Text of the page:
In your mind. But I am confident they do in plenty of others minds

  41. testtest

    interesting point.negative brand equity — if that’s the case — isn’t an insurmountable problem. there are others though

  42. fredwilson

    It is if you are the founder and have five years of your life invested in it

  43. testtest

    so what. sunk costs.adding another five, with a similar outcome, is worse

  44. tkr

    I agree, it must be tough for a founder to pull the plug.That’s what the VC is for.So far they’ve taken a popular piece of software with a loyal following and discontinued it in favor of a buggy piece of hardware that they are cancelling two years after launch, in both cases trailing a stream of angry, disenchanted users behind them.How can you possibly think Avner is going to get it right this time? The solution to people not waiting to pay for cable is to get them to pay for free TV? Am I really following that correctly? It’s more expensive than free TV, less functional than what the cable companies offer (or can offer with a snap of their fingers) for about the same price, and it comes from people who’ve turned every piece of software they ever built into a piece of shit?Oh, and they took 5 years to do it.Can I get on the Series Z round?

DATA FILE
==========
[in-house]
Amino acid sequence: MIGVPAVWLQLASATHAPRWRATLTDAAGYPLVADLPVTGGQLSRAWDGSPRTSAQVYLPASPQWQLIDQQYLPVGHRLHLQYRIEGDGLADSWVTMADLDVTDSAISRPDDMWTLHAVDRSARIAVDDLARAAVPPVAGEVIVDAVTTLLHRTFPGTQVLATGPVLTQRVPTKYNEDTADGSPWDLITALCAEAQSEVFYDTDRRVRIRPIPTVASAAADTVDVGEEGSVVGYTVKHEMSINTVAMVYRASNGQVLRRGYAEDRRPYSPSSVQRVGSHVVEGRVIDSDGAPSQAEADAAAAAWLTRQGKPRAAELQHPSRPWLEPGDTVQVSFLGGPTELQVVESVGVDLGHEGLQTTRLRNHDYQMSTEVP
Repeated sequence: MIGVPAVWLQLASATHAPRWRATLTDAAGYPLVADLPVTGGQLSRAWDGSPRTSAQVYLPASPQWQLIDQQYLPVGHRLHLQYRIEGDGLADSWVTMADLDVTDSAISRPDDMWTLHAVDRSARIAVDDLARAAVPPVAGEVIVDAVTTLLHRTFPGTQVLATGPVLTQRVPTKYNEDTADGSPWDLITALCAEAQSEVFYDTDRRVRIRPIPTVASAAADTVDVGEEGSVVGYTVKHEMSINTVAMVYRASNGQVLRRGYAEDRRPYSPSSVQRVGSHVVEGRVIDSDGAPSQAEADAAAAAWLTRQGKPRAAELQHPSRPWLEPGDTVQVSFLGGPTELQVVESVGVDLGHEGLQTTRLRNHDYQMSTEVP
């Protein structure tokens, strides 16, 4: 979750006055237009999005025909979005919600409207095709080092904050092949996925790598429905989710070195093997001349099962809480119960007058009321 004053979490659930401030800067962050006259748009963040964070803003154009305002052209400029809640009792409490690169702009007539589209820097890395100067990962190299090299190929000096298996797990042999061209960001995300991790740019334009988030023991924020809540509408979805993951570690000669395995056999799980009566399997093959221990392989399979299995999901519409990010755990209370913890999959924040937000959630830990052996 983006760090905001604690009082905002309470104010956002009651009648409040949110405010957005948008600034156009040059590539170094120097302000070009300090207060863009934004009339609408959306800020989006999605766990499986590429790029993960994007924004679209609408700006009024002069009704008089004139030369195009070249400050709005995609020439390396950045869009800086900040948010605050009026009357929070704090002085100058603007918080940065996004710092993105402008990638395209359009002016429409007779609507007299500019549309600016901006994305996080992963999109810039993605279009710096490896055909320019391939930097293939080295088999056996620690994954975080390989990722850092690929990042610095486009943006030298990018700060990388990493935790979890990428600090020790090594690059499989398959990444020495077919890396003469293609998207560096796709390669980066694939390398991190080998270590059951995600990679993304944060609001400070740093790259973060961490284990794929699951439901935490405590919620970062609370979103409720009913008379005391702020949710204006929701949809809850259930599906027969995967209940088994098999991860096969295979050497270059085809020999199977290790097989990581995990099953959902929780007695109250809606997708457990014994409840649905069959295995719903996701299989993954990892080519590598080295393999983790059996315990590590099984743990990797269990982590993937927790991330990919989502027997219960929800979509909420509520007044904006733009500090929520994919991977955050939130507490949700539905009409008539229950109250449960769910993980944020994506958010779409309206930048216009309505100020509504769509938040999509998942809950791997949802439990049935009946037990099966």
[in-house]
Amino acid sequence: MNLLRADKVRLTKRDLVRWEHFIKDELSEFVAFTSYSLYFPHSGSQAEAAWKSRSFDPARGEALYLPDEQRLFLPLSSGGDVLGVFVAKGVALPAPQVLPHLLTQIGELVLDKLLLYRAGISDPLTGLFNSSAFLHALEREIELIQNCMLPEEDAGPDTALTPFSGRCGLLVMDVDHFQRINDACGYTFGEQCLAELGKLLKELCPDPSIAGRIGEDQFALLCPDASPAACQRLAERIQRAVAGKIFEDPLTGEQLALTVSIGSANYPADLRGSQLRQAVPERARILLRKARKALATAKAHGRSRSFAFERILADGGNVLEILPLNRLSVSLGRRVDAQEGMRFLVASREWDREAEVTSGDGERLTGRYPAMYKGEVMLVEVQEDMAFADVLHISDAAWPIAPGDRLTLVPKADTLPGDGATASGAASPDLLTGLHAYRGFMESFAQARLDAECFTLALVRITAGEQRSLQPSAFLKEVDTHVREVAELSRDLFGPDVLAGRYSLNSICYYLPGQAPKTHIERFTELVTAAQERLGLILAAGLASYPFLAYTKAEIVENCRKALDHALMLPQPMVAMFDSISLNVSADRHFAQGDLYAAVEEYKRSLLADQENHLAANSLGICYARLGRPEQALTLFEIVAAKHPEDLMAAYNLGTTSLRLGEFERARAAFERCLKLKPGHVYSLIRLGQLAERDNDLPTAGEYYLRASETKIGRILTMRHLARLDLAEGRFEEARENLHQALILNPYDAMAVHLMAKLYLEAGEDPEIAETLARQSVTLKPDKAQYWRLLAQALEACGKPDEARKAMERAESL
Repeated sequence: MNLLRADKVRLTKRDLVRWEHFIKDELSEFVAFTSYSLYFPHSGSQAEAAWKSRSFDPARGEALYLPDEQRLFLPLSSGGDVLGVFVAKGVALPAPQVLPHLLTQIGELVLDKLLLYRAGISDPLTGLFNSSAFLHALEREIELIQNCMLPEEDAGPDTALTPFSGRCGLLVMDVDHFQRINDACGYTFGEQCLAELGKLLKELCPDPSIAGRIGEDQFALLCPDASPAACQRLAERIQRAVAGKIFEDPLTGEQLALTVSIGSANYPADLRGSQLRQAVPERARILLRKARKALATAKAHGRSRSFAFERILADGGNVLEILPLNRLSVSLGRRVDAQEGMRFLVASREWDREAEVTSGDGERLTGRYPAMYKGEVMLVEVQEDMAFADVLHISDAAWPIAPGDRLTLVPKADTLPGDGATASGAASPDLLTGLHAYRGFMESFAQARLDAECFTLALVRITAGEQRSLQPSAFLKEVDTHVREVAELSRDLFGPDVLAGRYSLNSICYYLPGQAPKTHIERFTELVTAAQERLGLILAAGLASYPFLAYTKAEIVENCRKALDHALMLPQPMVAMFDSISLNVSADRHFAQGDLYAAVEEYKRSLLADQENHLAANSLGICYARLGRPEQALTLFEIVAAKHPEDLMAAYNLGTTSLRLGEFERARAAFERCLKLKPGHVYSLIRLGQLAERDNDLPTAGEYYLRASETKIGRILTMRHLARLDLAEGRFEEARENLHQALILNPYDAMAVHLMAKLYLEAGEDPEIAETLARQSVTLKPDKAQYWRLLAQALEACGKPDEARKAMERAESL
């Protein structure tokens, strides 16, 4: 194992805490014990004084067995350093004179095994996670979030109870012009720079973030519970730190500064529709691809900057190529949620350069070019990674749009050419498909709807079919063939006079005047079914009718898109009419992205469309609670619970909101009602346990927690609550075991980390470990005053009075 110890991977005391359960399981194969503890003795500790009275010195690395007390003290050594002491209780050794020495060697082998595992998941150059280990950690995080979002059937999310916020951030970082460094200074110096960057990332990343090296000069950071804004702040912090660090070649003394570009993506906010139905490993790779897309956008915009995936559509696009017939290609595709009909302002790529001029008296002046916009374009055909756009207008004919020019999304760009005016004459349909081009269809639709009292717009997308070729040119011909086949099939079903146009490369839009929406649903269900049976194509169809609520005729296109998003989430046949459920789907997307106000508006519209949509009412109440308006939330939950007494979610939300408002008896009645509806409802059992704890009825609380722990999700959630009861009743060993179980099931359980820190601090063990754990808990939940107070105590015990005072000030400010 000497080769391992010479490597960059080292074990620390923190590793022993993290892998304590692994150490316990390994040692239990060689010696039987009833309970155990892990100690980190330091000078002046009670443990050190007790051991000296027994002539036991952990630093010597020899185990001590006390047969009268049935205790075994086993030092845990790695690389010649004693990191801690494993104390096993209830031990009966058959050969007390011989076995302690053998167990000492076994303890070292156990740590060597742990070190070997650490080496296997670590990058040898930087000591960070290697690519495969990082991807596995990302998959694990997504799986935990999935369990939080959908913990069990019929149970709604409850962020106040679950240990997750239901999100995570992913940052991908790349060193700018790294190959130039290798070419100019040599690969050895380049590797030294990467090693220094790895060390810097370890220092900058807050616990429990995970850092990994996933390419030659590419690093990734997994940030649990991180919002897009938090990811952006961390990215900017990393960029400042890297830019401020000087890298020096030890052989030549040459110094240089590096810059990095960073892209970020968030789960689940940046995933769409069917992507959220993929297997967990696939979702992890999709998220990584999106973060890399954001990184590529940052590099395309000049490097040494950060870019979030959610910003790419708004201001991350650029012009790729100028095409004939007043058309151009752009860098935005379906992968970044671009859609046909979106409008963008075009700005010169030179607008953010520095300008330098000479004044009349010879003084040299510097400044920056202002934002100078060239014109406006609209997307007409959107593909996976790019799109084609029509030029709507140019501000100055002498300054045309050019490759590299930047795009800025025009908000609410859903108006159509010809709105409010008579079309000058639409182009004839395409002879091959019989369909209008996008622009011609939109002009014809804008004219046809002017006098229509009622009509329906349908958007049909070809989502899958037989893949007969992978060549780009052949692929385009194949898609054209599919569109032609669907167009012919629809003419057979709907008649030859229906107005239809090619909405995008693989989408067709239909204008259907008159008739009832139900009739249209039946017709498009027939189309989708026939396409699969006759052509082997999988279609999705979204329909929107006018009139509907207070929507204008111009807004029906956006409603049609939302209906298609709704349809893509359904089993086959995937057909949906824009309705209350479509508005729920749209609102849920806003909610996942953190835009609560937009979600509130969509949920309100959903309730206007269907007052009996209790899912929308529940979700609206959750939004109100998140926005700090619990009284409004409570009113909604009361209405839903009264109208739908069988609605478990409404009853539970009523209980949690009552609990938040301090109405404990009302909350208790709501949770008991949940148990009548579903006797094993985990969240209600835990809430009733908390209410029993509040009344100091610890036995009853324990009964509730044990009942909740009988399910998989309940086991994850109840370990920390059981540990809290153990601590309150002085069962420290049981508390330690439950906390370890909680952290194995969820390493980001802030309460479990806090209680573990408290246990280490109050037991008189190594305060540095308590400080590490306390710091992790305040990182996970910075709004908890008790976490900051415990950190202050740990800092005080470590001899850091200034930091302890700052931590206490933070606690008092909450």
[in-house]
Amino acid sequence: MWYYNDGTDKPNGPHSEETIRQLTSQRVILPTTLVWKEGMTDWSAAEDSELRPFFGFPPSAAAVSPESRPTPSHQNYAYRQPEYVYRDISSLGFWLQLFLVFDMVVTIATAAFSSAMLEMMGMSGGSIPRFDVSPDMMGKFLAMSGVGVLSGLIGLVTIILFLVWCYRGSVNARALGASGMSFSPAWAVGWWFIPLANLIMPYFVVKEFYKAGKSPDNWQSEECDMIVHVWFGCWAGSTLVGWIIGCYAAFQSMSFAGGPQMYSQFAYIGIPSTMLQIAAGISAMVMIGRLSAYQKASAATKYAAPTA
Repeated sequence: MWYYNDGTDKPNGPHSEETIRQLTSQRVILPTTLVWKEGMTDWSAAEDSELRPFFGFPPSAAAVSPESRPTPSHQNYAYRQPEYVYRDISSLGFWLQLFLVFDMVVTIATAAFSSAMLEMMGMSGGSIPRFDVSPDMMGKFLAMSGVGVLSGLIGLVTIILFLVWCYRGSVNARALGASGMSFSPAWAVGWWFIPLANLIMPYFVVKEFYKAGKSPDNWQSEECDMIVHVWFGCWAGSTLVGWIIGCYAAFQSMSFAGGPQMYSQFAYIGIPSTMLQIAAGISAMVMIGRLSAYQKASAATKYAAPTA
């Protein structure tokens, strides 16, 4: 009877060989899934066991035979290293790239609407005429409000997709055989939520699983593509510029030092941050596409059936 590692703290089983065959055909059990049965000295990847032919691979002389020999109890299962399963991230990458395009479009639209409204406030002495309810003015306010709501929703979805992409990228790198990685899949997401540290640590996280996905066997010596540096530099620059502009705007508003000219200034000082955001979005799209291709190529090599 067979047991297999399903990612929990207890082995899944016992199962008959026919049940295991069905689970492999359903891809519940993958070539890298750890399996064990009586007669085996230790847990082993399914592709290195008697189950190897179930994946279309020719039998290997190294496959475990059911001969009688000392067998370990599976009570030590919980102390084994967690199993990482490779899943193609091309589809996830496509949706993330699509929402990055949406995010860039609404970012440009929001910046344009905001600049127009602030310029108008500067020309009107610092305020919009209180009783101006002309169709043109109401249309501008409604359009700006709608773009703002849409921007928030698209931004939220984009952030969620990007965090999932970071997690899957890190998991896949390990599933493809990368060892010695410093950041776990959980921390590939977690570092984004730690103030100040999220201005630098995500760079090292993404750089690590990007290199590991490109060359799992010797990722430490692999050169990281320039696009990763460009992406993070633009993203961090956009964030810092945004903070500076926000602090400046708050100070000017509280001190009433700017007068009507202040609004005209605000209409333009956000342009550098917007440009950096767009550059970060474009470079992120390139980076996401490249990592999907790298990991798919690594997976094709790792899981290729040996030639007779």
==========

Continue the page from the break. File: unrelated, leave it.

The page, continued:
45. Techman

    Fred, what do you exactly do when startups completely fail? What happens to all of the investments? I’m not a VC, so I don’t know.

  46. fredwilson

    this VC is a believer – in the company and most certainly in Avner. this VC will not pull the plug. you’ll have to find someone else to convince.